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Quick response to late-stage design changes

Community Manager Community Manager
Community Manager

No one needs to tell you how busy you are—you know how busy you are...when you work through lunch (again), stay at your desk much later than you had planned (again), and push off that vacation (again) until things slow down a bit (if they ever do).


Most of us now spend more time at work than even just three years ago, according to recent surveys. And many of us take fewer vacations. On top of that, engineering jobs are getting more complex—meaning that there’s even more that you have to do in the time that you have. “Working late is the norm in small business, especially if I’m trying to finish up a set of forming prints for a vendor so that I can send a purchase order,” says Craig Hall of Hall Designs, “I try to do that at the end of the day knowing they’ll process new work orders first thing in the morning before the phones begin to ring.” And when you are trying to wrap up your last project and head out for the day, nothing is more frustrating than a last minute change request that threatens to put a big chunk of extra work between you and the door.



(image courtesy of


The term “unexpected design change” is a bit of a misnomer, isn’t it? More often than not, change is the only constant. And the time it takes to respond to that not-so-surprising change request inevitably involves additional time spent backtracking through your model, doing rework, and sometimes (shudder) restarting. Editing a single part in an assembly wreaks havoc on the relationships created between parts. Matching faces, angles and profiles are driven off of the component you’re editing. Links that you break in your hurry to finish create other issues down the line. “Even small changes may take hours, if you have to open and edit individual parts in a traditional CAD model,” says Ricardo Espinosa, R&D Engineering Services manager at Kimball International, Inc. (Hear more of what he has to say here.)


Those are hours you’d like back, aren’t they? If you’re running a small business, those extra hours can also mean less time for new projects or customers. And that probably makes it even harder to take a vacation.


But what if last minute change requests didn’t have to mean dealing with red exclamation marks, adding reference geometry, reordering features, or rebuilding parts from scratch? How much more time would you have, how much less stress would you have, if making a last minute change to your model was as simple as, well, just making a change?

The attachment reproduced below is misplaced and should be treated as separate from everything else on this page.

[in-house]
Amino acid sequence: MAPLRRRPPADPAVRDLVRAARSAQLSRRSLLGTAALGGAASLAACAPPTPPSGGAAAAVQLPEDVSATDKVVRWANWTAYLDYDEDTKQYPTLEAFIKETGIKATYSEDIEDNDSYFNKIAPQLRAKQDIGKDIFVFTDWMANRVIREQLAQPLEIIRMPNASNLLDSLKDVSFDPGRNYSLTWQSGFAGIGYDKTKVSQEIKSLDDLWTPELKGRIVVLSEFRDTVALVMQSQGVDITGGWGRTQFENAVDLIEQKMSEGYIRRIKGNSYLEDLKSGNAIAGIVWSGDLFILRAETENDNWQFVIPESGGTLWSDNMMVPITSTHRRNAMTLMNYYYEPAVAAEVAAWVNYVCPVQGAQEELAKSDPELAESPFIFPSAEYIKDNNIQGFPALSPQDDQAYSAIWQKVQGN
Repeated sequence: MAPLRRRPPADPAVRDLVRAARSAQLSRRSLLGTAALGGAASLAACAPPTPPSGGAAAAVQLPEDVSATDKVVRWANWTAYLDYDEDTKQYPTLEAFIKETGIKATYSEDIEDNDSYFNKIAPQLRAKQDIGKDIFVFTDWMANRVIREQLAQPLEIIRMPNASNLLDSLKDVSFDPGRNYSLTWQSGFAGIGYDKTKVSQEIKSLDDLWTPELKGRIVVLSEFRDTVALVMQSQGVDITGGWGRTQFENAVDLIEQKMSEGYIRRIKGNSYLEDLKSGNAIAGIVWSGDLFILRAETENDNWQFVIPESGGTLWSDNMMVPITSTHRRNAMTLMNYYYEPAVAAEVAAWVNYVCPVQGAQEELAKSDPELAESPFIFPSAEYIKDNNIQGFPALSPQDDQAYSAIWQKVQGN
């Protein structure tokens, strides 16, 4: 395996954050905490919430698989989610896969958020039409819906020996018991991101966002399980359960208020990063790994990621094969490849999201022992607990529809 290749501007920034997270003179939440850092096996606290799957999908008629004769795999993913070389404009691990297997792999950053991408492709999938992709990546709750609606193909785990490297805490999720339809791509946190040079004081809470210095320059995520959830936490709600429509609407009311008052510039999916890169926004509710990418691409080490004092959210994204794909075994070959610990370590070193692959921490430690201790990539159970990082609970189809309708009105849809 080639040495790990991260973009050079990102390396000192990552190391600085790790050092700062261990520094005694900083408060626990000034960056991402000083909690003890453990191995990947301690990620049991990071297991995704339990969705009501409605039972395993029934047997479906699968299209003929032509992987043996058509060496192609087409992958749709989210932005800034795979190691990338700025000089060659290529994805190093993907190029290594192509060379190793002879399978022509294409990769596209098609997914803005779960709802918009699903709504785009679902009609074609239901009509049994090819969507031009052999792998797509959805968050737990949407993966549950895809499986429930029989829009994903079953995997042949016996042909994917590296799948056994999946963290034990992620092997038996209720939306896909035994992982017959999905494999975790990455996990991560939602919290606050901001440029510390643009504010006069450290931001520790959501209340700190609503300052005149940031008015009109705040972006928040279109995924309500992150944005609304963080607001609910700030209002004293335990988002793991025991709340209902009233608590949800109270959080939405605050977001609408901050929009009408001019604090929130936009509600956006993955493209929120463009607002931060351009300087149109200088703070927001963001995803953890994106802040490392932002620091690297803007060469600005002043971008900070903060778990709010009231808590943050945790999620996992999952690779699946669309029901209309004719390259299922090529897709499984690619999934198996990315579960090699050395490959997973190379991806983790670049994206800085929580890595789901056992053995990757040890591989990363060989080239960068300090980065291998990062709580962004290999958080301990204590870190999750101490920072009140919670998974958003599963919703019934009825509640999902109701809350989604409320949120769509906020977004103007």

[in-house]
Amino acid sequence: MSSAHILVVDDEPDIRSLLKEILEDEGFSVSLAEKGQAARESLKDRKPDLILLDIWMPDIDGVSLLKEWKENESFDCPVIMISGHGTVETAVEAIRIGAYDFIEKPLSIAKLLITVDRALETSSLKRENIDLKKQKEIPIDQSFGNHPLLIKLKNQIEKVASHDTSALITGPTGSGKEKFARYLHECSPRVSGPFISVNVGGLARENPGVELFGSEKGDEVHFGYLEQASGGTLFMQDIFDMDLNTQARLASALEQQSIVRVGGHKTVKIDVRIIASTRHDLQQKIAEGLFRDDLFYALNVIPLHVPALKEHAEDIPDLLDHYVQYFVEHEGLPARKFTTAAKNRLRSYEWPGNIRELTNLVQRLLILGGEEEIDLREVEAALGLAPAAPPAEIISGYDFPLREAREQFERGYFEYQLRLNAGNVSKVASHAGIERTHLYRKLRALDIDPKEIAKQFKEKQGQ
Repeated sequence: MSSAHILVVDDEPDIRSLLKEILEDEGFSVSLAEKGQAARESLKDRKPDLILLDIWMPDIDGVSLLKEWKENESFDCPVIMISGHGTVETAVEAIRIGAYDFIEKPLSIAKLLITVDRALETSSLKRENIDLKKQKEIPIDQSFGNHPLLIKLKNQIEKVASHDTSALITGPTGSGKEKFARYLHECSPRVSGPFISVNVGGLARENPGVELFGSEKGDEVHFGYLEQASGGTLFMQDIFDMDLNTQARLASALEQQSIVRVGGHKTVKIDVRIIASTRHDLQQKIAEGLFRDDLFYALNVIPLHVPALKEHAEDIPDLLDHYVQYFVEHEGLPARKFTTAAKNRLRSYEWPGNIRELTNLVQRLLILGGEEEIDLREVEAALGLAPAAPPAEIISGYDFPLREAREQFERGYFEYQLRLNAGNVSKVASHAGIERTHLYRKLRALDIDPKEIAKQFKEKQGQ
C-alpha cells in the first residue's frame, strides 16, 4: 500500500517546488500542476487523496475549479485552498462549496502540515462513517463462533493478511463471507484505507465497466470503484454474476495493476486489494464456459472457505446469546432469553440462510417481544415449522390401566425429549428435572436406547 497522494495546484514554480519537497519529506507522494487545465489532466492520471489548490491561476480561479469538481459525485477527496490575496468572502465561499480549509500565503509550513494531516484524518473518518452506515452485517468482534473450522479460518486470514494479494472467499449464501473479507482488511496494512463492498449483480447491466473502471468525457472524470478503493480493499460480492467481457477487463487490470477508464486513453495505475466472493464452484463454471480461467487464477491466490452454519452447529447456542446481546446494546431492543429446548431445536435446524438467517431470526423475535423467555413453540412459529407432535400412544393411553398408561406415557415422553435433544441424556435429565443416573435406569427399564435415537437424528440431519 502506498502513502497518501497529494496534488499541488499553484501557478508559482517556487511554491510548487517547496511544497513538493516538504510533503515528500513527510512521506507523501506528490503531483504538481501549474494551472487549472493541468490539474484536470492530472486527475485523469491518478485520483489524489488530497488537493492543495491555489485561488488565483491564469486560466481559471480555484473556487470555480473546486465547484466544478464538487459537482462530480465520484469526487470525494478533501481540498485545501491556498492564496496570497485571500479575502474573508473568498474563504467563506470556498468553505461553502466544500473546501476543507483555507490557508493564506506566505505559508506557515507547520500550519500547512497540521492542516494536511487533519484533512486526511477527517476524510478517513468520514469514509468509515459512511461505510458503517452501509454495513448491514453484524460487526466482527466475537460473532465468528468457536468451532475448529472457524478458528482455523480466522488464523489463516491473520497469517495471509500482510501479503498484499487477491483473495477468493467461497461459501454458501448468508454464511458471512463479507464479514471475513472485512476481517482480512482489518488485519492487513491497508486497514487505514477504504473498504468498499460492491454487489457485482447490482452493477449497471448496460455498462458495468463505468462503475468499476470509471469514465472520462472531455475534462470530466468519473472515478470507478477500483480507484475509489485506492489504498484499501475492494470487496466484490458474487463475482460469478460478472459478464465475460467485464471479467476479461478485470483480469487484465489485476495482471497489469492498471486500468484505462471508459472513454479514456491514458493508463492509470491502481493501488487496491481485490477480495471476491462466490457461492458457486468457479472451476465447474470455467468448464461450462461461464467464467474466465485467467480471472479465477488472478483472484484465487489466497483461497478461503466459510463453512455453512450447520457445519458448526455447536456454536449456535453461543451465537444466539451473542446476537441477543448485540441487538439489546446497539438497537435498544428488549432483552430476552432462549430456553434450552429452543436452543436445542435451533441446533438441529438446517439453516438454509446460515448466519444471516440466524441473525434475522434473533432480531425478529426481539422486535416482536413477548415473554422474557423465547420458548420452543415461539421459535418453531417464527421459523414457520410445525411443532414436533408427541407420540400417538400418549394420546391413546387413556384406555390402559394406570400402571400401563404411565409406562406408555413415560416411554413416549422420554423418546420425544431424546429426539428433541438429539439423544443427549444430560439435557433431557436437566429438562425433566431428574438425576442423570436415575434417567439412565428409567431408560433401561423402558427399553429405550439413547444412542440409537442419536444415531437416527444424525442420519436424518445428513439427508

Interested? Take a look at this new video, which demonstrates the power of Solid Edge with synchronous technology when it comes to making late stage changes.


(view in My Videos)



Pretty impressive, right? And that's only the beginning of what synchronous technology in Solid Edge can do for you. Take a look at some of the other cool ways it can make your life a lot easier, and less stressful. And then…start planning that vacation.

Great video... I just can't understand why everyone isn't using Sync! Bob
Community Manager

Thank you, Bob! Oliver Duncan has done a great job with this video series...those are his dulcet tones you hear in the voice over. And I completely agree!

Siemens Valued Contributor

CAD vendors who use Feature Trees (aka history-trees) like to talk about addressing "design intent" during initial model creation.  I have frequently heard statements like, "Consider the design intent before creating your initial sketch.  Also consider what changes may occur to the model, so you can make that portion parametric."


OK, let me jump in my time machine and see how many ways this model will be changed...


As your blog post says, unexpected design changes are the norm, so you need a good tool that can make model adjustments quickly and easily.  Synchronous does that very well.


Great post!  :-)

Unexpected changes and big changes at anytime are the norm for new conceptual design and that's just with only me involved! Best to do a planning upfront concept in the fastest relevant 'design medium' possible be it FEA, block 3D or block / detailed 2D - going through the 'questions' and 'answers' we all must answer for the design to progress and be successful. Then do a re-hash, try out a few more embodiment designs again in the fastest design medium possible ( yes - that can be pen and paper at it's basic form) to answer 'your' immediate question. Must achieve ' Best Principle' with minimum effort. Then, start to 'fill out' the design. Best to keep all information simple (qualitative) as the design is 'fleshed out' - there could be more changes as the design evolves (e.g simplifying shapes for machining paths or suit part processes ( tapers/ shuts in casting / molds) or, reduce weight etc- can be an enormous list) and stay away from the fully quantitative for as long as possible - if possible!. I have been using an explicit 3D package for a long time now. What i don't like is not having Solid edge 'Design Rules' as i always look for simple / straightforward non complex forms ( if possible) so symmetry, co-planar faces are important and SE can easily select these automatically - a big practical bonus. With good explicit mechanical design software packages there's alot of 'donkey dumb' click selection i get very tired of. With other, 'general design explicit software,' with single click 'wow factor' shape alterations - i don't want to go there at all as i suspect there only good for 'concepts' and not world class , end to end design/detail, PLM etc here now and for the ongoing future. All this just my opinion.